Energy Smackdown Poster with 2019 datesEnergy Smackdown

Cornell’s annual, 6-week friendly competition to reduce our energy use and carbon footprint on campus.  

Energy Smackdown 2019 Information

Wednesday, October 16th - November 30th, 2019
Open to all campus community members!

Participate in Cornell's annual energy competition by committing to actions tailored to reducing energy in your home life, work, or lab spaces. Individual actions DO matter, and your impact is magnified when you tell someone about it.

Our competition is based on two simple steps: 
1. Do something.
2. Tell someone about it.

Talk with your friends, family, and colleagues about what you're doing to reduce energy. People are significantly more likely to adopt sustainable behaviors if they know someone who has already adopted the behavior - so your actions, and your words, make a difference. 

landing page of the energy scoreboard
Check out the Big Red Energy Scoreboard throughout the competition to see which buildings and units are reducing the most energy throughout the competition!

How to Participate:

  1. Learn the Top 3 high-impact actions you can take to save energy where you live, work, and learn on campus (see below). 

  2. Commit to Do something and Tell someone about it.
  3. Win prizes by sharing what you've done on the Sustainable Cornell Facebook page.
    Comment on our Energy Smackdown post with pictures and comments describing what actions you've taken and who you've told about it. Winners will be drawn randomly each week to win sustainability-themed prizes.
  4. Check out Cornell's Energy Smackdown Dashboard to see which buildings perform best during the competition and how your building compares.
    This dashboard tracks Cornell's overall energy reduction during the competition, so keep this page bookmarked if you'd like to see our collective impact on campus over time. You're welcome to tab through the Energy Dashboard to find your building's dashboard, and see how its energy usage is changing over time.  Note: Competition results are calculated against how each building is expected to perform during the same time period without behavior change considered.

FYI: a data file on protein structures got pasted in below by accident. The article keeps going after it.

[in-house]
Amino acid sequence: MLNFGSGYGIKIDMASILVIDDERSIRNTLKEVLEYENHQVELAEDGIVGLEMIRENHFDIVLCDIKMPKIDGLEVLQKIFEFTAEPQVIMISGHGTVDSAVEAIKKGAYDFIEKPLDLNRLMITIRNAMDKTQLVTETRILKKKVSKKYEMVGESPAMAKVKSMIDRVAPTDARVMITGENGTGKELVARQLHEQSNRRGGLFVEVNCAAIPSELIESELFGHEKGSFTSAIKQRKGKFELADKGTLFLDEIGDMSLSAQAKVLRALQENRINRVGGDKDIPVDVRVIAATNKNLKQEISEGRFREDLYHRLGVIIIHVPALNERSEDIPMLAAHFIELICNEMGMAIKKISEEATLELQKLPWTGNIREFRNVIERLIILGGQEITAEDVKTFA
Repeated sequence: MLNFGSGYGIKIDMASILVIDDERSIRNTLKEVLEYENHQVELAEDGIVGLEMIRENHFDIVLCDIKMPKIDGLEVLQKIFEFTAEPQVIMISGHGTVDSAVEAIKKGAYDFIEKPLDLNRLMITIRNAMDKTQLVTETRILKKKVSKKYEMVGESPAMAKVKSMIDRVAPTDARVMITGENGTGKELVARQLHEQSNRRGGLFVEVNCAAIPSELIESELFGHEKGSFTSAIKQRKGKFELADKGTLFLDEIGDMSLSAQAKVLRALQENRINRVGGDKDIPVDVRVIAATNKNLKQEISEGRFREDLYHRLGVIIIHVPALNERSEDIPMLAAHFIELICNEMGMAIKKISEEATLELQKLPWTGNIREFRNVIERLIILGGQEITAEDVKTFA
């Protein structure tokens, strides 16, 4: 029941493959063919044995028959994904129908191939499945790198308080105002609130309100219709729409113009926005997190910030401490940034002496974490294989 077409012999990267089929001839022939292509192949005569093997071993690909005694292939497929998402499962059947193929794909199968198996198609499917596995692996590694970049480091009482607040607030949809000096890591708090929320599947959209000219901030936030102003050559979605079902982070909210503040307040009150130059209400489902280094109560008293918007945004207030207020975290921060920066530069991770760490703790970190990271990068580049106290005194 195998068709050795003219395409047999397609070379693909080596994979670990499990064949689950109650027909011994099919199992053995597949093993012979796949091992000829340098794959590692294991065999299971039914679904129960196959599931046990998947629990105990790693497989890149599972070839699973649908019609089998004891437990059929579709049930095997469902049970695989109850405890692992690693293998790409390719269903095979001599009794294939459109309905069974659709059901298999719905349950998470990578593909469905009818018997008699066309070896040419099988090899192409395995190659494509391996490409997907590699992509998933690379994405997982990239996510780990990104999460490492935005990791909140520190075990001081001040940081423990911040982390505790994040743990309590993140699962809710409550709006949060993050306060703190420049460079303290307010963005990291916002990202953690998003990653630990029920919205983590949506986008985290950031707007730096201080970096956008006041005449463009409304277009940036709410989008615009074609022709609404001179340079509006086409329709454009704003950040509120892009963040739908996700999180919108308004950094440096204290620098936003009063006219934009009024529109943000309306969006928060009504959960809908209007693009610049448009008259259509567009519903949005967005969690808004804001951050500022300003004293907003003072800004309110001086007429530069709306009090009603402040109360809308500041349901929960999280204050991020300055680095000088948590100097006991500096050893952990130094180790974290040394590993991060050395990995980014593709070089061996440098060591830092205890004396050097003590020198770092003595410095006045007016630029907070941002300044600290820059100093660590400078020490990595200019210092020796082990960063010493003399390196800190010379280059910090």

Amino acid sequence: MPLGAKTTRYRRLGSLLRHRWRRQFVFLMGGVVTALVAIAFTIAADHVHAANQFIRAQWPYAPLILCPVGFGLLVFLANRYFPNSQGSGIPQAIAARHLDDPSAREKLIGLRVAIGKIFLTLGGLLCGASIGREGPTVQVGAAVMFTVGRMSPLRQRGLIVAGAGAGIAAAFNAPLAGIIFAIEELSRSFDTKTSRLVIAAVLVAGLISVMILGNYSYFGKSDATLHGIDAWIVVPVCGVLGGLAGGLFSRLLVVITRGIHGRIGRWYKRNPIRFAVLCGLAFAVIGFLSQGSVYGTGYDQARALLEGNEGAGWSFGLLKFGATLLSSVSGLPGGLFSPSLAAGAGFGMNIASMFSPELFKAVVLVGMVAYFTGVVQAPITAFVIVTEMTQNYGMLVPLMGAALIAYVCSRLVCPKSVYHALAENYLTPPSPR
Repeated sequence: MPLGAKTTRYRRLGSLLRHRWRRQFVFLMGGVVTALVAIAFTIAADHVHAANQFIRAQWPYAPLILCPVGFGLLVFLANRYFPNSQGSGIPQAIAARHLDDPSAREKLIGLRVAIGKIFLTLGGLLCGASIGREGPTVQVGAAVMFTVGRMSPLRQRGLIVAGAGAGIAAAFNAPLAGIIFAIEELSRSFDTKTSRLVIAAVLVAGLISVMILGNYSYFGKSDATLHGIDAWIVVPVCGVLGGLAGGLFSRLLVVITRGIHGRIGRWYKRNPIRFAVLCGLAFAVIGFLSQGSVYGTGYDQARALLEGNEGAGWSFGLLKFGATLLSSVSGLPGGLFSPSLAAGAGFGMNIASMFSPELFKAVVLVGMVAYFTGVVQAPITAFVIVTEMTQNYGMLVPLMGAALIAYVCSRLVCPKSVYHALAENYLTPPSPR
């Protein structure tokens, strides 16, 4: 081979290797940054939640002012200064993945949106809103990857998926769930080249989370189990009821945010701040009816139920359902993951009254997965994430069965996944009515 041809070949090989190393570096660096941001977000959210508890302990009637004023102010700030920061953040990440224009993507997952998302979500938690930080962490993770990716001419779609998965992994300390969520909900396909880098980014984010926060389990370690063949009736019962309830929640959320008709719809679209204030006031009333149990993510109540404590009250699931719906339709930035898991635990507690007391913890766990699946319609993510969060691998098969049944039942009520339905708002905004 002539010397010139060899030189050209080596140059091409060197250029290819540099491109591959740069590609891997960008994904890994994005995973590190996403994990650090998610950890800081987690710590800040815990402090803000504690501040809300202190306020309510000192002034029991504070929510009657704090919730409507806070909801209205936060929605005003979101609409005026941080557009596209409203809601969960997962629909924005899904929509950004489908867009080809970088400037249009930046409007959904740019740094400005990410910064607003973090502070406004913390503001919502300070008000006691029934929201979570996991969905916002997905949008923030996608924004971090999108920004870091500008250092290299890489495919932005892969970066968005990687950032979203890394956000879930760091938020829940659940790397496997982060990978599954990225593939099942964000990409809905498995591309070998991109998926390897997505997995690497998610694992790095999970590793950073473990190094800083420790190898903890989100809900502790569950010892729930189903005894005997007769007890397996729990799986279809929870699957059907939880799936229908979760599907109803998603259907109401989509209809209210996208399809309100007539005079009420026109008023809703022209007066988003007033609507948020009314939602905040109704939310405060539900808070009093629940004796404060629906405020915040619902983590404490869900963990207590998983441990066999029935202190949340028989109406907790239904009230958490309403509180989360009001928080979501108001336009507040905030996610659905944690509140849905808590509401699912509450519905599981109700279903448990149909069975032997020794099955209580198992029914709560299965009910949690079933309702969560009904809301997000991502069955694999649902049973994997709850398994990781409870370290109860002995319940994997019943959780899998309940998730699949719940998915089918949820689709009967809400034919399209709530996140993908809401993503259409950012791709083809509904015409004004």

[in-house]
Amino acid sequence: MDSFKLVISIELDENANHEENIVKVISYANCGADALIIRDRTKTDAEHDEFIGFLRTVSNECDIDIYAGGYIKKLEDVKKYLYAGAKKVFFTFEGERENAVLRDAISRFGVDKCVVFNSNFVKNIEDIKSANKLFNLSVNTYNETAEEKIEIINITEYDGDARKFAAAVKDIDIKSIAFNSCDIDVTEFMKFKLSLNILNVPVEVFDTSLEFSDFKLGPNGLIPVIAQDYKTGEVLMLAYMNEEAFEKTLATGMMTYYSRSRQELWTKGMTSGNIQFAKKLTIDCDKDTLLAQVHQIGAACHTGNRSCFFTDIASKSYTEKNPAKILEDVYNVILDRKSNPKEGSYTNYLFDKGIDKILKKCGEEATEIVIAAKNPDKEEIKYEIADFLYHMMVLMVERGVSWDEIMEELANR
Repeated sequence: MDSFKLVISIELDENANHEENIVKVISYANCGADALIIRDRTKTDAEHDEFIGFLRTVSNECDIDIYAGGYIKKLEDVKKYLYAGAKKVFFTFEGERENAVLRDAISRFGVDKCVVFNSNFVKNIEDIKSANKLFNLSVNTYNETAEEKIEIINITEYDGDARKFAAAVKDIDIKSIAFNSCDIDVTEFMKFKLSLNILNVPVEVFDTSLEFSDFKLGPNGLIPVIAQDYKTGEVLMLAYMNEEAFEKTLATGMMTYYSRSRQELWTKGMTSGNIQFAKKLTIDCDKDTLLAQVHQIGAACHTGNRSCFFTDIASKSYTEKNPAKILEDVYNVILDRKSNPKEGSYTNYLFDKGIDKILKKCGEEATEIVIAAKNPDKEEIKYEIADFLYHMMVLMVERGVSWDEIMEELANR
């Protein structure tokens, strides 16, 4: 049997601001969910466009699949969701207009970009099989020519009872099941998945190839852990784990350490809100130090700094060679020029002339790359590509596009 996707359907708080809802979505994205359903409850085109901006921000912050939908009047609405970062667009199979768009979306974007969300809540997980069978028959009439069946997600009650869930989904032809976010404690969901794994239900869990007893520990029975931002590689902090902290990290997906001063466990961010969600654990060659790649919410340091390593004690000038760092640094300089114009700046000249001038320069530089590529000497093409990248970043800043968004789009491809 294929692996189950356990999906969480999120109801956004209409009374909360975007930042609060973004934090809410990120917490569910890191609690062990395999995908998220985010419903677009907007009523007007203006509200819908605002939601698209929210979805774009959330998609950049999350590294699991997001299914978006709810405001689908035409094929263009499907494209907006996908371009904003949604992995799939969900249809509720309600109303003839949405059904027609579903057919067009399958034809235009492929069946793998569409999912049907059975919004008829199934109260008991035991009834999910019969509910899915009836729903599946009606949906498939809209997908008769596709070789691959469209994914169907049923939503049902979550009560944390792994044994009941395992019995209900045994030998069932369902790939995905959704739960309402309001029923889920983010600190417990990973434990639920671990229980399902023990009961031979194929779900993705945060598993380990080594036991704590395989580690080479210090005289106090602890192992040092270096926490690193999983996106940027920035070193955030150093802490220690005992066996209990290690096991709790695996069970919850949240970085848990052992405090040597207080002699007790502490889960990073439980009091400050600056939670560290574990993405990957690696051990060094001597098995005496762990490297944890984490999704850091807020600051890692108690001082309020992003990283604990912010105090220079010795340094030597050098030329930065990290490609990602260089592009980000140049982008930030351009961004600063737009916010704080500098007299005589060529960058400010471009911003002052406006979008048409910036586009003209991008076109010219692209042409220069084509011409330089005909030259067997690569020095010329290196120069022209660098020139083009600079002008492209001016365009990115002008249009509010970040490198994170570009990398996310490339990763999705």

3 High-Impact Actions

Cornell's Energy Management Team has worked with the Campus Sustainability Office to combine real-time campus data with behavioral change science.  We've identified three, high-impact energy-saving actions you can take on campus to reduce your carbon footprint where you live, work, and learn.  These actions will have the largest overall impact on reducing Cornell's energy use and carbon footprint.

Which action(s) will you commit to doing?

Where You Live

1. Shorter showers, lower water temperature
Save 1.5 kWh for every min you shorten a hot shower and lower water temperature

2. Full loads, cold water
Save 1.5 kWh by washing full loads of laundry using cold water only

3. Plug it in, turn it off
Save 3 kWh / day by plugging items into a power strip and turning it off before leaving / sleeping. No power strip? Simply unplug your electronics instead.

The best way to reduce your energy use in Cornell's residential building is to reduce hot water use and manage your plug load carefully. By lowering your water temperature and reducing the overall amount of time you're running water, you're reducing the amount of energy needed to heat up all that water. If every student who lives on campus reduces their hot water usage by 3 minutes a day (on average), they ALONE would save 1.2 million kWh during Energy Smackdown -- exceeding our 1 million kWh goal. We can do this!

Plug loads and parasitic loads are major energy users in residential buildings. Even when "turned off" most devices like TVs, DVD/Blu-Ray players, video game consoles, and cell phone chargers are drawing energy. By grouping those items together, plugging them into a power strip, and turning off the power strip before you leave your room or go to sleep --- you could save around 15-20 kWh per week, which over the course of the year is the equivalent of carbon sequestered by 1.5 acres of forest.

Fun Fact: Washing your hands in cold water is as effective against germs as washing them in warm/hot water; however, "warmer water may cause more skin irritation and is more environmentally costly." Go cold!

Where You Work

1. Set Room Temperature 1-2 Degrees Lower